Cancer cells spread by taking over blood vessels
Representative confocal fluorescence microscopy image of a primary tumor (red) and associated tumor vasculature (green). Credit Vanesa Silvestri, Ph.D./Johns Hopkins Medicine
In laboratory studies, Johns Hopkins Kimmel Cancer Center and Johns Hopkins University researchers observed a key step in how cancer cells may spread from a primary tumor to a distant site within the body, a process known as metastasis.
Trying to determine how groups of cells migrate to other parts of the body, the scientists used tissue engineering to construct a functional 3D blood vessel and grew breast cancer cells nearby. They observed the cancer cells reaching out to the blood vessel and taking over a patch of the cell wall. As a result of this attachment to the blood vessel, a cluster of tumor cells were easily released into the bloodstream to travel to distant sites. Cancer cells also were able to constrict blood vessels, cause them to leak, or pull on them.
A description of the work was published online July 14 in the journal Cancer Research.
“We observed that cancer cells can rapidly reshape, destroy or integrate into existing blood vessels,” says senior study author Andrew Ewald, Ph.D., co-director of the Cancer Invasion and Metastasis Program at the Johns Hopkins Kimmel Cancer Center and professor of cell biology at the Johns Hopkins University School of Medicine. The work was conducted in close collaboration with the lab of Peter Searson, Ph.D., the Joseph R. and Lynn C. Reynolds Professor of Materials Science and Engineering, with joint appointments in the departments of biomedical engineering, oncology and physical medicine and rehabilitation.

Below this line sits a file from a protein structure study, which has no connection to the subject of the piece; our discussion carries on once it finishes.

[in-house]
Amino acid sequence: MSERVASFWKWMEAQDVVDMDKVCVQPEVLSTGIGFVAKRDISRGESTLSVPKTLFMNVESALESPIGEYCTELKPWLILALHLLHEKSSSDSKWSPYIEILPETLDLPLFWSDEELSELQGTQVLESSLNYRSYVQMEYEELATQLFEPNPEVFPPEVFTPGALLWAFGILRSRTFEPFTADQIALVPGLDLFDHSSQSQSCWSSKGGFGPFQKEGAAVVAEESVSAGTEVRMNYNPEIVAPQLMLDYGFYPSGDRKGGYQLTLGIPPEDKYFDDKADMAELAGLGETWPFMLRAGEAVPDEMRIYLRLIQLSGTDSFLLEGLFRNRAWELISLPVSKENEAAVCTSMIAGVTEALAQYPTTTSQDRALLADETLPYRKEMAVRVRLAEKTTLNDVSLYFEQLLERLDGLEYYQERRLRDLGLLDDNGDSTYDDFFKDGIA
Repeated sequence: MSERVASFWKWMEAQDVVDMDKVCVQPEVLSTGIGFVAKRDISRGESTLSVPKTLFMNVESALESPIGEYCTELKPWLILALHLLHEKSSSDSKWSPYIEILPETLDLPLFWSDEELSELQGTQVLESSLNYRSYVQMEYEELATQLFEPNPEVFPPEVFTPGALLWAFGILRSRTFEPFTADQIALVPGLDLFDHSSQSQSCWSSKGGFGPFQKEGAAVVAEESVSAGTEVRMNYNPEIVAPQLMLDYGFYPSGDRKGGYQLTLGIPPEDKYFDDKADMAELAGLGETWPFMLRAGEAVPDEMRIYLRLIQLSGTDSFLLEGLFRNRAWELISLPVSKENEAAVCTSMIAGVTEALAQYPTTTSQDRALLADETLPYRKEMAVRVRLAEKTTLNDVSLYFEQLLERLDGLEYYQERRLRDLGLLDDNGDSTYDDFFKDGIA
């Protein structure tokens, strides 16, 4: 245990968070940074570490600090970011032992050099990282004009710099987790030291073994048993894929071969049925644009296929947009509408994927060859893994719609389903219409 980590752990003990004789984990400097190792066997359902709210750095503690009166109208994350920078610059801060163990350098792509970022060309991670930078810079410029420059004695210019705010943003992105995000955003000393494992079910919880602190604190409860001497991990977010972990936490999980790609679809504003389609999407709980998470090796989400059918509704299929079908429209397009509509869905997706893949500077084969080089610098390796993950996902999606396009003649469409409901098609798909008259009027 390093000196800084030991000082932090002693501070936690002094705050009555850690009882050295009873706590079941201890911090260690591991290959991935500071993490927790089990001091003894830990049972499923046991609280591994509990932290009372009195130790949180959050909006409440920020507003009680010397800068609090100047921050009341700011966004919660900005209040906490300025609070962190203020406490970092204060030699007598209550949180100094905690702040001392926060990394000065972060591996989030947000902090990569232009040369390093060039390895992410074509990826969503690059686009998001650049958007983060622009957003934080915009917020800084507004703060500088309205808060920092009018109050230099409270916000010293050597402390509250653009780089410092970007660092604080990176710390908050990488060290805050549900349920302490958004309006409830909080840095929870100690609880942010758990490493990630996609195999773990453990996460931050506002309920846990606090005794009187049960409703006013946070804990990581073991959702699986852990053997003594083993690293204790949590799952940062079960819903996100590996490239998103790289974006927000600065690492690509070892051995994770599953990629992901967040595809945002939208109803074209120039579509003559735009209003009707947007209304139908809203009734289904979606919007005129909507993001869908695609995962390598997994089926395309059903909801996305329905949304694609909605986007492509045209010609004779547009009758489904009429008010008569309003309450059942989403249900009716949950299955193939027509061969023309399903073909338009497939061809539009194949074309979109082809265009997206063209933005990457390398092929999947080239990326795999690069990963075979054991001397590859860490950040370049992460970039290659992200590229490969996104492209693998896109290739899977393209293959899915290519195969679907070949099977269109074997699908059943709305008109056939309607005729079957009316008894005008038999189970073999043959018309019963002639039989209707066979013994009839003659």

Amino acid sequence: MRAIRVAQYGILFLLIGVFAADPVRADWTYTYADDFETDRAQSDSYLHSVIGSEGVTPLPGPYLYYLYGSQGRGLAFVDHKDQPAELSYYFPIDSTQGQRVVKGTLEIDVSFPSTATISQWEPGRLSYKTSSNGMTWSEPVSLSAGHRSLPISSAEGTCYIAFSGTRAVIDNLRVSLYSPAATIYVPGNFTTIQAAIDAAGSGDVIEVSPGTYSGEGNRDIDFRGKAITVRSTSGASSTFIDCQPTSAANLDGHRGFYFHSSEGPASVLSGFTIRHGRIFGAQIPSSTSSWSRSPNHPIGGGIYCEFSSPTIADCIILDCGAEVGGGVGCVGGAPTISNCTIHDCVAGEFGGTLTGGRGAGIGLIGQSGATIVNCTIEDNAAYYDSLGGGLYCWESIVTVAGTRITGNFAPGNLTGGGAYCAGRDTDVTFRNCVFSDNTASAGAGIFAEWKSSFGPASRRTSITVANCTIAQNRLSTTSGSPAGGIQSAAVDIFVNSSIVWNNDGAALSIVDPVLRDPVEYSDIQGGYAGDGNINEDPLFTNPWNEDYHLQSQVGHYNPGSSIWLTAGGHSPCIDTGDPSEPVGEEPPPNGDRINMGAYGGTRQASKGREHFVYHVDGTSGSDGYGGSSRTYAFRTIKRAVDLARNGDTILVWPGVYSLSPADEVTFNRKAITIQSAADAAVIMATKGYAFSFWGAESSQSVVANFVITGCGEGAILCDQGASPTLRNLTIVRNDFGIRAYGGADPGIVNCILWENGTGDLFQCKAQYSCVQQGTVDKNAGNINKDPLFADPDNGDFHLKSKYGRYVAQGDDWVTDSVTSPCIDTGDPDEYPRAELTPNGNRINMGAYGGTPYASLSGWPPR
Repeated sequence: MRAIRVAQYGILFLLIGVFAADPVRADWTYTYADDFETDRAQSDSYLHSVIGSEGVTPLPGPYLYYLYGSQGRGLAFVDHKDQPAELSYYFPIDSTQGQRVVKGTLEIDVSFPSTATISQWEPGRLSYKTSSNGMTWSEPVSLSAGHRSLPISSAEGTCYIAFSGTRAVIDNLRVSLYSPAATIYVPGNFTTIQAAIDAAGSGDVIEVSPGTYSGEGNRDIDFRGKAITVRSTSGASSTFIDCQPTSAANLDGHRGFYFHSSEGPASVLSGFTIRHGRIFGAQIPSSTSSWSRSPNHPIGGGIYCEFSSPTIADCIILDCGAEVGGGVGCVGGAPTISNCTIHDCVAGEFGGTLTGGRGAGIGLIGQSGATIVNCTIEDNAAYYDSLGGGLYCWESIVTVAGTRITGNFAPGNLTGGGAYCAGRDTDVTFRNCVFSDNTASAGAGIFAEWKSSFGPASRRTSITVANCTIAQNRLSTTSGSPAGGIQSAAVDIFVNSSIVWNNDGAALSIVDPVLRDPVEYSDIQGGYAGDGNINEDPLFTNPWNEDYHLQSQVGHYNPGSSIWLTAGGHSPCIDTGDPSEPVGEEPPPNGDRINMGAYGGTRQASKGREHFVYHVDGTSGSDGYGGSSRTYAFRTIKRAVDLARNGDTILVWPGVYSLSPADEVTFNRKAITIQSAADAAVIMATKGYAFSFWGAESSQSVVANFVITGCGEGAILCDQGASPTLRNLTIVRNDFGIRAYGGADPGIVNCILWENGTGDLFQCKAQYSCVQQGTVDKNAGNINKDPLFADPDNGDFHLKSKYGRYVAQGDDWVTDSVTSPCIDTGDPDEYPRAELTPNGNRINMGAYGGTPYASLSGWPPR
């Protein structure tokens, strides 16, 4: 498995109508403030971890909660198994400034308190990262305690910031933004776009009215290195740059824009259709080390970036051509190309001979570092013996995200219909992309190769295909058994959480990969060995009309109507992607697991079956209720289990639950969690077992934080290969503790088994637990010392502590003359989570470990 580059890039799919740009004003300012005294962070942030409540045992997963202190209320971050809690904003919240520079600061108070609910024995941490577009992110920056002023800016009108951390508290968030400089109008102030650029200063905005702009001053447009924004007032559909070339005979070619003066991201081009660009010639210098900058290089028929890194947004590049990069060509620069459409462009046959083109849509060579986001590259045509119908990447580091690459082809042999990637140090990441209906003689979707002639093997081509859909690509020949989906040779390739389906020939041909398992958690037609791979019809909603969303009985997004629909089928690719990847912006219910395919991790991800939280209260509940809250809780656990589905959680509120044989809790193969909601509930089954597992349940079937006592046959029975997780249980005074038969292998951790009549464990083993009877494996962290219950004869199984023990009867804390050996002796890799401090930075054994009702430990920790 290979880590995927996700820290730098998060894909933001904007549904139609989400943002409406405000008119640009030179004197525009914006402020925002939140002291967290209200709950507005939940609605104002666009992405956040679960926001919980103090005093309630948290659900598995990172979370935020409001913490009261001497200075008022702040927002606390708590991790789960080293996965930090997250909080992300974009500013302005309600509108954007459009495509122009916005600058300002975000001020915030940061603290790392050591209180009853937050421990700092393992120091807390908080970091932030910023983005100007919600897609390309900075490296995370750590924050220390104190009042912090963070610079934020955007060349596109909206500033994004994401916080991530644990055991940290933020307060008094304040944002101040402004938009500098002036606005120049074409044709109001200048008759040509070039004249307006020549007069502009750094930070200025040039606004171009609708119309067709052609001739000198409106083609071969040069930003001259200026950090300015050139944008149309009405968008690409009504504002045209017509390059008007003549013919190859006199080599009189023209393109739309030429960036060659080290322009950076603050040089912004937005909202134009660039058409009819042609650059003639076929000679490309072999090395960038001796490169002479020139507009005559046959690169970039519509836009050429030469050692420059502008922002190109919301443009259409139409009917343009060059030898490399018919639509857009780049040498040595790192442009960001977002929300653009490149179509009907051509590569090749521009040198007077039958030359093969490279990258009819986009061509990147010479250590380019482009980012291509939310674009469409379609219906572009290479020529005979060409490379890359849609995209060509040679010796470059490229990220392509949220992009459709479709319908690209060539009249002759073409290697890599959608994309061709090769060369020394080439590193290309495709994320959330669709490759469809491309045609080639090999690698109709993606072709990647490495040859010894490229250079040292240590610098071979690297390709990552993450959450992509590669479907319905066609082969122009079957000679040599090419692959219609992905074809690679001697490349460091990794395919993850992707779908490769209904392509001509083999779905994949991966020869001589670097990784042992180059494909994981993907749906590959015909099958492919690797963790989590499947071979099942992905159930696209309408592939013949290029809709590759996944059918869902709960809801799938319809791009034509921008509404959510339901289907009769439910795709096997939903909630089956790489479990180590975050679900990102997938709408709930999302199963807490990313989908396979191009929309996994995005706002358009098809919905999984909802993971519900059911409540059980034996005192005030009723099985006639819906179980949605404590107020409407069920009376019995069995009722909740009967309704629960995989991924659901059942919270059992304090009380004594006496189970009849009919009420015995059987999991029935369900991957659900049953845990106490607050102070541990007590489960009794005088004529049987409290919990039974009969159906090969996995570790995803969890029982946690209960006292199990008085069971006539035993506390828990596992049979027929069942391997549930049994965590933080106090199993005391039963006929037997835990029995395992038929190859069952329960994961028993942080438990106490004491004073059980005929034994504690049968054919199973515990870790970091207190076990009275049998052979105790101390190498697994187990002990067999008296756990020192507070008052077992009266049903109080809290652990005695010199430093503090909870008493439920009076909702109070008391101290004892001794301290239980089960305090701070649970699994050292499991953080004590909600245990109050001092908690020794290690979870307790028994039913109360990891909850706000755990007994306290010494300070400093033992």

“Just as people going scuba diving versus ice climbing require different tools, cancer cells bring different equipment depending on the job they intend to perform,” Ewald says. “Determining what that equipment is can help us understand how to stop cancer.” In this case, Ewald and collaborators expected to see groups of eight to 10 cells leaving a tumor, migrating through a protein barrier and squeezing between blood vessel walls to travel.
“We never saw that,” he says. “What we kept seeing instead was that a piece of an existing tumor would take over a neighboring blood vessel wall, putting cancer cells in direct contact with the circulation, and that the cancer cells could do so in a matter of hours. They didn’t have to invade past the blood vessels; they became the blood vessels, and could just release cancer cells there.”
The “mosaic” vessels that result — named because they consist of some natural blood vessel cells and some cancer cells — were observed in about 6% of blood vessels in human breast tumors and in a mouse model of breast cancer in this and other studies, Ewald says. They also have been found in deadly brain tumors called glioblastomas, melanoma skin cancers and gastric cancers, he says. Their presence is associated with increased distant metastases.
The 3D model could be adapted to study additional aspects of the tumor microenvironment or to study alternate cancer types, Ewald says.
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